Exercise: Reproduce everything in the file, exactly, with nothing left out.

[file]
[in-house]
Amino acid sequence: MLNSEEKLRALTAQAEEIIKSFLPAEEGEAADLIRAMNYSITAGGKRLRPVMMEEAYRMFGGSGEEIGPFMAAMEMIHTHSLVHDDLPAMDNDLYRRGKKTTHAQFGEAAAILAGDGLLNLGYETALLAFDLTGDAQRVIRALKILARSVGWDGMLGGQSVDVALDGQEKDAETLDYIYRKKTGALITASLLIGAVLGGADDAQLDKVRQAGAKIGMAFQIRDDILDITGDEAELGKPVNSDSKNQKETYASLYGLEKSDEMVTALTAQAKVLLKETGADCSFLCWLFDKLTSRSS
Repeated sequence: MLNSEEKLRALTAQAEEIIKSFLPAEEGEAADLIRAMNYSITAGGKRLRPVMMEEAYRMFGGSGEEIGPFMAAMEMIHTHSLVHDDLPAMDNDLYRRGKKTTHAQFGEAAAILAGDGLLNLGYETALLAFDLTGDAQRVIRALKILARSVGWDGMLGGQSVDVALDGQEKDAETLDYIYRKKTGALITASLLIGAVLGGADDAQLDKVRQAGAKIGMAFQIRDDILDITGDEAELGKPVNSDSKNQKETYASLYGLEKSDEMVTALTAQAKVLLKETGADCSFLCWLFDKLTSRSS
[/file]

[in-house]
Amino acid sequence: MLNSEEKLRALTAQAEEIIKSFLPAEEGEAADLIRAMNYSITAGGKRLRPVMMEEAYRMFGGSGEEIGPFMAAMEMIHTHSLVHDDLPAMDNDLYRRGKKTTHAQFGEAAAILAGDGLLNLGYETALLAFDLTGDAQRVIRALKILARSVGWDGMLGGQSVDVALDGQEKDAETLDYIYRKKTGALITASLLIGAVLGGADDAQLDKVRQAGAKIGMAFQIRDDILDITGDEAELGKPVNSDSKNQKETYASLYGLEKSDEMVTALTAQAKVLLKETGADCSFLCWLFDKLTSRSS
Repeated sequence: MLNSEEKLRALTAQAEEIIKSFLPAEEGEAADLIRAMNYSITAGGKRLRPVMMEEAYRMFGGSGEEIGPFMAAMEMIHTHSLVHDDLPAMDNDLYRRGKKTTHAQFGEAAAILAGDGLLNLGYETALLAFDLTGDAQRVIRALKILARSVGWDGMLGGQSVDVALDGQEKDAETLDYIYRKKTGALITASLLIGAVLGGADDAQLDKVRQAGAKIGMAFQIRDDILDITGDEAELGKPVNSDSKNQKETYASLYGLEKSDEMVTALTAQAKVLLKETGADCSFLCWLFDKLTSRSS